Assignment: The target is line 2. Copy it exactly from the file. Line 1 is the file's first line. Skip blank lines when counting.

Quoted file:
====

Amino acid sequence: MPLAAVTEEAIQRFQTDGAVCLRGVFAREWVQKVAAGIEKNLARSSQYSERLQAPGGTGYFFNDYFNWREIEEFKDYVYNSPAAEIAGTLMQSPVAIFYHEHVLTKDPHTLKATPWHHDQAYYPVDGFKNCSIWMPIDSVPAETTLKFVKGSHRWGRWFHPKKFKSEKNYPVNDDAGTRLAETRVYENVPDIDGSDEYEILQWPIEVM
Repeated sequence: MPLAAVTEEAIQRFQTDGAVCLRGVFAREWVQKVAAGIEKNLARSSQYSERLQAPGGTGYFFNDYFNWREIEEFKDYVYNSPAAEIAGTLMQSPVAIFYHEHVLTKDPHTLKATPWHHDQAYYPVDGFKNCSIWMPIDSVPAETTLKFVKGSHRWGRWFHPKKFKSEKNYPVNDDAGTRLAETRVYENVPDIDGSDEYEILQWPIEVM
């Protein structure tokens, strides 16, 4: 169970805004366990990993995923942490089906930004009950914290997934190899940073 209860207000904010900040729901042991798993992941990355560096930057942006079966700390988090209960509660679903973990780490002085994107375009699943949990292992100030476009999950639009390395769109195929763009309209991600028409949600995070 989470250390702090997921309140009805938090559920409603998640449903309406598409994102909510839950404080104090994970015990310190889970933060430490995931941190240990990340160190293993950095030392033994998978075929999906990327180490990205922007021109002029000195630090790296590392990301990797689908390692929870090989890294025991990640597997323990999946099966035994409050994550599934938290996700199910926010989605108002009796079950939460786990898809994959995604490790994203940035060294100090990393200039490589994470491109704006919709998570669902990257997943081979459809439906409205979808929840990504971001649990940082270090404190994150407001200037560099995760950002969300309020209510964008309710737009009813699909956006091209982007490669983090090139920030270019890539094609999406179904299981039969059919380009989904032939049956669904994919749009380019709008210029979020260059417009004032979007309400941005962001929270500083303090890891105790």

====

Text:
Repeated sequence: MPLAAVTEEAIQRFQTDGAVCLRGVFAREWVQKVAAGIEKNLARSSQYSERLQAPGGTGYFFNDYFNWREIEEFKDYVYNSPAAEIAGTLMQSPVAIFYHEHVLTKDPHTLKATPWHHDQAYYPVDGFKNCSIWMPIDSVPAETTLKFVKGSHRWGRWFHPKKFKSEKNYPVNDDAGTRLAETRVYENVPDIDGSDEYEILQWPIEVM